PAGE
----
Where do you want to go after retirement? After years of daydreaming and planning, finding the answer might be tougher than you think. Maybe you want to move closer to your kids and grandkids. Maybe you want to settle down in a warmer climate or find a home where you can dig deeper into your hobbies.
You might find that an active adult community is the answer to your post-retirement questions. These communities, located all over the country, offer homes and amenities that cater to people 55+. You can opt to buy a home in one of these communities, or you can join the growing trend of people more interested in renting than owning.
What Kinds of Rentals Are Out There?
Active adult communities come in many shapes and sizes. You can find sprawling communities that cover acres and include thousands of homes. Or you can opt for smaller, more intimate communities with just a handful of homes. You also have your choice of finding an attached home (think a condo or a townhome) or a single-family home.
When it comes to the actual rental agreement, you can consider:
- Short-term rental: Short-term rentals offer the ultimate flexibility. With rental terms of just three to six months, this kind of lease allows you to keep your options open. If you decide you want to move on to somewhere else, you don’t have long to wait. If you want to stay put for a while, you can renew your lease for another few months.
- Long-term rental: Long-term rentals typically come with 12-month leases, although you may come across some opportunities with longer terms. You still have the flexibility of renting, but you don’t have to worry about reviewing a new lease every few months.
- Stay and play: Moving to an active adult community can feel like a big decision. Will you like it? Are the amenities as great as they seem? Some communities offer “stay and play” packages. With this option, you can rent a home for just a few days. If you like the experience, you can think about exploring a longer rental or home purchase in that community.
- Rent and then buy: Renting doesn’t have to be a permanent decision. Maybe you want to rent something quickly to give yourself more time to search for the perfect home to buy in a particular area or community. Some homes may offer potential buyers the opportunity to rent and then buy, but this is not a common option.
If you're considering renting instead of buying, it helps to weigh the pros and cons, particularly if you've spent most of your life as a homeowner.
The pros of renting include:
- Flexibility. Renting gives you a ton of flexibility. After years of living near your job, you suddenly have the option to move wherever you want. Maybe you want to use this new freedom to keep your options open. In that case, renting offers more flexibility than a mortgage.
- Price. In many cases, monthly rent is less expensive than a mortgage payment. Plus, you don’t even have to think about a down payment. You may need to put down a security deposit when you move into a rental, or you might be able to just move in and start paying rent. Renting can also be less expensive because you don’t have to worry about property taxes.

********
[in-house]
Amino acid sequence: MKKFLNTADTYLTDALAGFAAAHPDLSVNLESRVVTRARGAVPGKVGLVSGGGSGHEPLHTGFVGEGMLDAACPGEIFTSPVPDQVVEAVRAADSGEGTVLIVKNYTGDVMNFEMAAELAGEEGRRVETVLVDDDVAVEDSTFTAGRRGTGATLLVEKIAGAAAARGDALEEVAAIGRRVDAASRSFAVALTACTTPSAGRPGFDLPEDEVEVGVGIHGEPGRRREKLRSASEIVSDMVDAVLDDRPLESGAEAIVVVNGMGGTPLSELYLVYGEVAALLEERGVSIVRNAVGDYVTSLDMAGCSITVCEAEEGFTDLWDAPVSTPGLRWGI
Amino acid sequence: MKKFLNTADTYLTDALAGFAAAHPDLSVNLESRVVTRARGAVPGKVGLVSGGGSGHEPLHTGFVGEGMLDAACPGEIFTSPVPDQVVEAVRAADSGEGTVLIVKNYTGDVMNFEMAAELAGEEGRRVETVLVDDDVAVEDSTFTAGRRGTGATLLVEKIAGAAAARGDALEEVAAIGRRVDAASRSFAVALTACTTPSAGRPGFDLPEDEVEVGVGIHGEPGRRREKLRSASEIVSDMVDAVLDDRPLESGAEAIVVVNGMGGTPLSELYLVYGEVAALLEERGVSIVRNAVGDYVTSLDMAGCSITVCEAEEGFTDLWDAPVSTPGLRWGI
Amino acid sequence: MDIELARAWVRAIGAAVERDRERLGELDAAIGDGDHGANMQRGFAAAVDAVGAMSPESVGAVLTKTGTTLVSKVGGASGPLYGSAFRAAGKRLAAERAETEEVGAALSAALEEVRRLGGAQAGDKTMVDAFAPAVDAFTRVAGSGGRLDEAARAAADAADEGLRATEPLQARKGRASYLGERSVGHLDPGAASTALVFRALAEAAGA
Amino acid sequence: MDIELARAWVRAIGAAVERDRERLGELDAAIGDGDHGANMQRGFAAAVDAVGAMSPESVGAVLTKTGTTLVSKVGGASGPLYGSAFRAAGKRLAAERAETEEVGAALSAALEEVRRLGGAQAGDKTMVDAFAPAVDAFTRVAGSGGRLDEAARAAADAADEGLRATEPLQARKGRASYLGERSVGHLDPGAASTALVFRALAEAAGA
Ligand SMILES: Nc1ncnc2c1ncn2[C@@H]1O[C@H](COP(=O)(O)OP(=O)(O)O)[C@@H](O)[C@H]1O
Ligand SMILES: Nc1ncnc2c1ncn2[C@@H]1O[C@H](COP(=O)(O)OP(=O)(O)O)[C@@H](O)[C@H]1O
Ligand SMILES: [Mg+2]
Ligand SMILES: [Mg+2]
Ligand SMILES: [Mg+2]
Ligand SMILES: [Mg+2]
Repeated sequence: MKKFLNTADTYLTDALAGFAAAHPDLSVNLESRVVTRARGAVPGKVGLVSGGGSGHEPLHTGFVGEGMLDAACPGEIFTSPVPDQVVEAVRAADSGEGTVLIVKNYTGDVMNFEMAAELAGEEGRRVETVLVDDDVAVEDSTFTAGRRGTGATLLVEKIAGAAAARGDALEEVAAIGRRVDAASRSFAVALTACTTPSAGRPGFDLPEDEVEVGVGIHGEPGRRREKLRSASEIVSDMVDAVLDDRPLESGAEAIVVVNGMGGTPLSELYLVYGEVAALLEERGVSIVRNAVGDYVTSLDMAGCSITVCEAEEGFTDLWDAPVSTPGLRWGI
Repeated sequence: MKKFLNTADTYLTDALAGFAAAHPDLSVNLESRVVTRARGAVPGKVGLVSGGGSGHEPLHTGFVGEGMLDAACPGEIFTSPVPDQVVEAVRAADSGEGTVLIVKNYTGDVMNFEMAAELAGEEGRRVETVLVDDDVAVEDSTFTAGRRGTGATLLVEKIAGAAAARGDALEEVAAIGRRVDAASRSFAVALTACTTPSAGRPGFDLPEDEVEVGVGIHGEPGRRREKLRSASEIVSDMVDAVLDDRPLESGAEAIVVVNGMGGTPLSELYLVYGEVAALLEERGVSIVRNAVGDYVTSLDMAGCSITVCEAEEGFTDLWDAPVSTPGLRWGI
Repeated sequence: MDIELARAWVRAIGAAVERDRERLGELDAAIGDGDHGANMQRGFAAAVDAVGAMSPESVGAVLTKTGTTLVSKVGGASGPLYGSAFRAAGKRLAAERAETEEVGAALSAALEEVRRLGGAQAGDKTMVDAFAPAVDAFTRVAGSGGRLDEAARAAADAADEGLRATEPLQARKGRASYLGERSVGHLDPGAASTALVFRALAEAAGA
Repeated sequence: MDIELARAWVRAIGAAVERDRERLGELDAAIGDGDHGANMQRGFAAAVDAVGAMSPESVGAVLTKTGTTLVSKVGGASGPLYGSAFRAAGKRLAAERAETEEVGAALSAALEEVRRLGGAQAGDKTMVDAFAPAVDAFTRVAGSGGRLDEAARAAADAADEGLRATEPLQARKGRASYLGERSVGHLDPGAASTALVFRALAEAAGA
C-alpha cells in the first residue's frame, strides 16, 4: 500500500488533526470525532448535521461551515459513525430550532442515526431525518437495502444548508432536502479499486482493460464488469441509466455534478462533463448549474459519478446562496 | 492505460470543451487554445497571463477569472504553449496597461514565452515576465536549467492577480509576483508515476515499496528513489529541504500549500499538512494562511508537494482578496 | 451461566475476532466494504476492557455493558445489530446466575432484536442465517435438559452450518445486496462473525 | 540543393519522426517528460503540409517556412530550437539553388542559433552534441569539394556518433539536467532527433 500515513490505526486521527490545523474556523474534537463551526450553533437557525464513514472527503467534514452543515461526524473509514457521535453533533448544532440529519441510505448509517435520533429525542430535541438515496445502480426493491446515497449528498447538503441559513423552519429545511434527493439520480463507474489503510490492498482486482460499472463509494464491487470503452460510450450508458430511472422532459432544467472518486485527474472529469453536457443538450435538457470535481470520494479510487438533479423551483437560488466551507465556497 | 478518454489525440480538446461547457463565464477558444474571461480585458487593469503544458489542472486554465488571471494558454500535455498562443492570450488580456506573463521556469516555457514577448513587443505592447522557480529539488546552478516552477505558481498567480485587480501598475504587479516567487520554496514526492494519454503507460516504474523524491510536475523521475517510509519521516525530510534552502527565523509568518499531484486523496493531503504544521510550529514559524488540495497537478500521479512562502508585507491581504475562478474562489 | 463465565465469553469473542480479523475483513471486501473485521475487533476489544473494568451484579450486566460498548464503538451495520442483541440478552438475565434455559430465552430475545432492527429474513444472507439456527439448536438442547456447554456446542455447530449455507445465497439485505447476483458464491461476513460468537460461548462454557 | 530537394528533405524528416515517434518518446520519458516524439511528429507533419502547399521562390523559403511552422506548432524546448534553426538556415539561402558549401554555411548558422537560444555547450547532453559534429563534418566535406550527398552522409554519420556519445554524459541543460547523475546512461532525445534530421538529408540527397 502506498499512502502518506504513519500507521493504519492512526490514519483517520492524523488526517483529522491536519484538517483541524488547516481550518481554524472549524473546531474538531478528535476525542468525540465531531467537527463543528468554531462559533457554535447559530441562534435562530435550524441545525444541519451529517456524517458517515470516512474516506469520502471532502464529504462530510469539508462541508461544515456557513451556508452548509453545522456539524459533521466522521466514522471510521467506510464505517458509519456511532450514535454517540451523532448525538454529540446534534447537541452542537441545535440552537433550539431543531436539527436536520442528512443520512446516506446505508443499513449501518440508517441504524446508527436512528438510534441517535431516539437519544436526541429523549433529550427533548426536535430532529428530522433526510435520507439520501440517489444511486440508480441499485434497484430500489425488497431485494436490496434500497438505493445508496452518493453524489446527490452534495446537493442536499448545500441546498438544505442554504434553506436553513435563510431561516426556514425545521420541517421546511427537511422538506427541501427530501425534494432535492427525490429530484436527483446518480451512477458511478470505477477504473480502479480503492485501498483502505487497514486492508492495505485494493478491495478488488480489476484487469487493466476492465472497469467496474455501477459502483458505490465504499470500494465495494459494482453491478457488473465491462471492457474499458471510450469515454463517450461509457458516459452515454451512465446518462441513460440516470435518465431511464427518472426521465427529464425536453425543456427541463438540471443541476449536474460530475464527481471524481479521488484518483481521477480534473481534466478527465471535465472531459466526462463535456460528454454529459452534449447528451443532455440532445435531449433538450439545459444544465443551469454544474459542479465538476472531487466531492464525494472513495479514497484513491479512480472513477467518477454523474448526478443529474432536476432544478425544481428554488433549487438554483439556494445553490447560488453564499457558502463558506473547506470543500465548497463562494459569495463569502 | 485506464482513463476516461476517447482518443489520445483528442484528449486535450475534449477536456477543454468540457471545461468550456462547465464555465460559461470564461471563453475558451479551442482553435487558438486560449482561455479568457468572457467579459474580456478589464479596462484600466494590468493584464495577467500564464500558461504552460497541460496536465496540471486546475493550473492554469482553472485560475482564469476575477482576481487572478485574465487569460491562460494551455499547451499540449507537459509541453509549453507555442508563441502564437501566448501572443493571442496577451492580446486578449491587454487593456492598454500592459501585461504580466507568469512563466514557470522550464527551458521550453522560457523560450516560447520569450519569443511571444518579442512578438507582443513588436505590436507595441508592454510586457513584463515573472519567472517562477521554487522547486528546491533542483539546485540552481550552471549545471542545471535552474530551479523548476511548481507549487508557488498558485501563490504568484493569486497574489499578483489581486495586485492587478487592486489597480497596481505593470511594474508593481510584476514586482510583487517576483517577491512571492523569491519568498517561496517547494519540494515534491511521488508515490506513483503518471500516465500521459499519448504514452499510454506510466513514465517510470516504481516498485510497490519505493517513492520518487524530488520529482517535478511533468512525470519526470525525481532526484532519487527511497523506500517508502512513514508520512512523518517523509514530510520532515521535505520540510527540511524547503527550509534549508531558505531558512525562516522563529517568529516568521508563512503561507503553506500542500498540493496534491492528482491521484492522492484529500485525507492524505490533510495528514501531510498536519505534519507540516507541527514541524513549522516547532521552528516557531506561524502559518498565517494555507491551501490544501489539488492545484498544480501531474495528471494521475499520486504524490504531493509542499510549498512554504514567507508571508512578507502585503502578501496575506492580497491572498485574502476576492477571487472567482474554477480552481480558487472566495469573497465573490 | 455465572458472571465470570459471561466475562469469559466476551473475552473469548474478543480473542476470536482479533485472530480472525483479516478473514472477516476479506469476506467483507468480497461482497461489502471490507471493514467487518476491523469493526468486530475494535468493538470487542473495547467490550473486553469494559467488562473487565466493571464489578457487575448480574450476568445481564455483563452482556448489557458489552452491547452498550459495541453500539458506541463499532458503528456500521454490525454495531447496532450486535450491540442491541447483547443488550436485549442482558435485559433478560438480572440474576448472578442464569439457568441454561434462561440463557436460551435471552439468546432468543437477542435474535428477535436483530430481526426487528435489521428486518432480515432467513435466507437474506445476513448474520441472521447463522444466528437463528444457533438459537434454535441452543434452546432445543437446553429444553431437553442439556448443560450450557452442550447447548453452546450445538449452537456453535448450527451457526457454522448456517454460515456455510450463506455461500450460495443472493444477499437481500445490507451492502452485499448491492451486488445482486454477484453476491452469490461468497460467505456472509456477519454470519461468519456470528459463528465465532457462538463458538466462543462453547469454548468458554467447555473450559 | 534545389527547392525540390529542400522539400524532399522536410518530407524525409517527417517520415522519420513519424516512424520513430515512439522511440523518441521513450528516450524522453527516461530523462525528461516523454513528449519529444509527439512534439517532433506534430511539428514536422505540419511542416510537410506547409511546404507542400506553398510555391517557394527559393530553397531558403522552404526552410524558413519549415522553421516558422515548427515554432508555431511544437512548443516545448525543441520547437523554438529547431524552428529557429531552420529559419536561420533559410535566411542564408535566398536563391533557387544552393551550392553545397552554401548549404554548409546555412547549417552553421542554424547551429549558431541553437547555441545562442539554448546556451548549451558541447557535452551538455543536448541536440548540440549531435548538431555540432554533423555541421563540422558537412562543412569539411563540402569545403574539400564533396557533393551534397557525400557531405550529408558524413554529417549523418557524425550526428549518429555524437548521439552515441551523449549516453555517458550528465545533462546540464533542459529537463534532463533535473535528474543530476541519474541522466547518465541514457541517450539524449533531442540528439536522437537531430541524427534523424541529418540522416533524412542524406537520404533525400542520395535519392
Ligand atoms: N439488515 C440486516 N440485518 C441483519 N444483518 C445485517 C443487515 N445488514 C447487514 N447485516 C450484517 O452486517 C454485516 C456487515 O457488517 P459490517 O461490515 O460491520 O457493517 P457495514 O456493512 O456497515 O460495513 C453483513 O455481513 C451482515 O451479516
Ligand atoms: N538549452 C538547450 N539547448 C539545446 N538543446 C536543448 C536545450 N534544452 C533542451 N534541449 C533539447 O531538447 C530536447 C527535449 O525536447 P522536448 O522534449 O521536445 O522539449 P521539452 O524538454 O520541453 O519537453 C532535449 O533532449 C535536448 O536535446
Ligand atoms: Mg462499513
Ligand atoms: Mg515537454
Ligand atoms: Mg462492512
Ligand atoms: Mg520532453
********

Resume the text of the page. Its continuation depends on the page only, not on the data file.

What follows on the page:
- Less maintenance. As a renter, you aren't responsible for the upkeep of your home. If the toilet is on the fritz or the front lawn needs mowing, your landlord is the one to call. With fewer maintenance requirements, you have more time to spend your retirement with friends, family, and your favorite activities.
Any kind of living situation also comes with its downsides. Some of the cons of renting can be:
- Less control. As a homeowner, you have the option to change your property when you see fit. If you’re tired of the wall color, you can pick a new one and paint it. If you want to plant a new flower bed, all you need to do is go outside and get started. But as a renter, you won't get to enjoy very much creative freedom.
- Rent increase. As a homeowner, you have a fixed mortgage rate. As a renter, you're subject to increases in rent. You do have the option to move when your landlord tells you a new lease comes with more in monthly rent, but you might consider that a hassle.
- No equity or tax benefits. Building equity and taking advantage of tax write-offs are some of the major benefits associated with homeownership. If you decide to eschew buying, you'll be giving up those benefits. You pay rent without building any equity, and there are no tax deductions for living in a rented property.
- Uncertainty. Buying a home provides stability. You don’t have to move unless you want to, and you make the rules for your home. When you rent, you're subject to your landlord’s decisions and rules. For example, your landlord can change building policies or increase rent. If you want to stay, you need to comply.
Where Can You Find Rentals?
If you've decided renting is for you, how do you go about finding the right spot? First, you can turn to your social network. Ask anyone if they know about a community you might like. A recommendation from someone you know can be an important factor in making a decision on where to settle down. You might also have luck finding a more flexible rental arrangement through someone you know.
Also, as with any kind of major decision today, hopping online can be your go-to resource. You can search for rental communities on 55places by toggling between the "Communities" and "Apartments" tabs on our state pages. For example, here are the rental communities in Texas. You can search for active adult community rentals near you or on the other side of the country if you're looking for a big change.